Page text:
Corn futures are called steady to 1 cent higher. Overnight trade was 1/2 to 3/4 of a cent higher. We look for prices to bounce slightly off of recent losses. Weakness in the dollar should bode well for exports. Also, USDA pegged planting progress at 14% while trade expectations generally ranged from 15%-20%.

Soybean futures are called 4 to 5 cents higher. Overnight trade was 4 to 5 1/2 cents higher. With competition from South America's harvested crop increasing, weakness in the dollar could help demand for U.S. soybeans some. Fundamentals news remains light as USDA will has not started issuing planting progress for soybeans yet.

Wheat futures are called steady to 1 cent higher. Overnight trade was 1/4 to 1 1/4 cents higher. USDA lowered their winter wheat crop condition ratings from 70% to 69% good to excellent. Dry conditions in the southern Plains are still a problem. Despite the small decline, ratings remain strong compared to the 46% good to excellent at this time last year.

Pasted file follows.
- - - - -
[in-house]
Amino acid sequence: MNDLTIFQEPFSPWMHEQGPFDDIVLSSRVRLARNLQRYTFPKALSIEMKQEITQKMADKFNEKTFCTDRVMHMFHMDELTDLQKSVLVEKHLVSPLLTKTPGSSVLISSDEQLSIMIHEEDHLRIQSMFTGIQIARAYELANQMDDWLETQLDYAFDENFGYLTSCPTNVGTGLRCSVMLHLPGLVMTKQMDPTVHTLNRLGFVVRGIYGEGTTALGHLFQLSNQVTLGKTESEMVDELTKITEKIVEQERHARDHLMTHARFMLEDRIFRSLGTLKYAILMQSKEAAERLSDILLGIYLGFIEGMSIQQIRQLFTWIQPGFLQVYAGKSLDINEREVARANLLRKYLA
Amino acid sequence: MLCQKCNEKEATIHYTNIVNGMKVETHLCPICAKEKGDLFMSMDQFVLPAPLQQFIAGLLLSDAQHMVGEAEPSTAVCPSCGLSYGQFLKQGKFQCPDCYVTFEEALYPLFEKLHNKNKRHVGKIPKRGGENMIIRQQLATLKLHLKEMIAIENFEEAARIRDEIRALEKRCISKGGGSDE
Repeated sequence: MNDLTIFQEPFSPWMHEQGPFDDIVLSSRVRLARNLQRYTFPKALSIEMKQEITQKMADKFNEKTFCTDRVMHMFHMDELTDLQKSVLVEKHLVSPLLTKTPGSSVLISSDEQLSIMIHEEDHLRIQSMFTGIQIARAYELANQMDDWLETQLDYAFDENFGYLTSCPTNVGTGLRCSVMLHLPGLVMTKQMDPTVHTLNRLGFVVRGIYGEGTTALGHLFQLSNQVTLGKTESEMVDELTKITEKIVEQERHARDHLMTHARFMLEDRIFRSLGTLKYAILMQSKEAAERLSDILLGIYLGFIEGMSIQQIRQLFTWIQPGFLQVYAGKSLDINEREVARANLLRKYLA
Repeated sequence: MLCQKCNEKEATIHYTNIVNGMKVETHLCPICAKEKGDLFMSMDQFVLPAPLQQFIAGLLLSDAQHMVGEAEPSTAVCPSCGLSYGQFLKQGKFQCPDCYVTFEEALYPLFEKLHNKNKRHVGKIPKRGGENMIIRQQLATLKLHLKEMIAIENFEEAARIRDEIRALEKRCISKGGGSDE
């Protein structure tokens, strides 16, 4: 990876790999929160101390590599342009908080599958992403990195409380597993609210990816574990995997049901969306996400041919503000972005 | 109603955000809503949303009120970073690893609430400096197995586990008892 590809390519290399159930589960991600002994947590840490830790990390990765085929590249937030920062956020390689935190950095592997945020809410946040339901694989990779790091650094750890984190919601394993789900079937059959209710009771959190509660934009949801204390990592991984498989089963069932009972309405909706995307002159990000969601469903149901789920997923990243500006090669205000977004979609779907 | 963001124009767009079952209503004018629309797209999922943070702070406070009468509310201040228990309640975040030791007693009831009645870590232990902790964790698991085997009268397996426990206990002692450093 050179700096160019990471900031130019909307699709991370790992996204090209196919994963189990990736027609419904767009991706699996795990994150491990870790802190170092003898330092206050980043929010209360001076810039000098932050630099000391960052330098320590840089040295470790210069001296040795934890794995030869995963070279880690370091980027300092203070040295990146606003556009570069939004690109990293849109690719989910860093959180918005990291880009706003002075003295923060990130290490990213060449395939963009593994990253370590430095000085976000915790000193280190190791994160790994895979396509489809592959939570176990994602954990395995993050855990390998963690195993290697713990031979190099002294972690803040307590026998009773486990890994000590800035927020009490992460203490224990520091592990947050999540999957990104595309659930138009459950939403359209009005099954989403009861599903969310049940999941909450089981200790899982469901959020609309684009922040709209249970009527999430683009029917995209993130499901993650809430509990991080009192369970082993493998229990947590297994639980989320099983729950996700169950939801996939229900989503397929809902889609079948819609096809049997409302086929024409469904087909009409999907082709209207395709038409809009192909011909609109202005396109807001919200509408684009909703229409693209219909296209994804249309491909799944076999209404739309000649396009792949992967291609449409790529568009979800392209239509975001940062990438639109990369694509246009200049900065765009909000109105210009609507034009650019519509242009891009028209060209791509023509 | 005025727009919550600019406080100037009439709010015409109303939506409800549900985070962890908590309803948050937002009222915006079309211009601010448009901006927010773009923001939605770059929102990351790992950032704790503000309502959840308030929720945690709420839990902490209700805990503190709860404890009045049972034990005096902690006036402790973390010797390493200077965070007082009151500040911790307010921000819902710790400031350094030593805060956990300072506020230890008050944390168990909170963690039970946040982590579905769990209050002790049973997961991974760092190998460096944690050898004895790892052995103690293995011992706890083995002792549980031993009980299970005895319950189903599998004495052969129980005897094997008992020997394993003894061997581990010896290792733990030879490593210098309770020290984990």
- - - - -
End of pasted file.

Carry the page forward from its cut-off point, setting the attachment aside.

Cattle futures are expected to open higher. Boxed beef prices were $0.86 to $1.05 higher on Monday. This may give cattle owners ideas of at least steady cash trade again this week. Seasonal beef demand seems to be kicking in.

Lean hog futures are called steady to lower. Cash markets are called steady to lower as packer slow slaughter in an effort to regain some margin. Monday's slaughter was the smallest in quite some time and it did help cutouts increase 28 cents yesterday.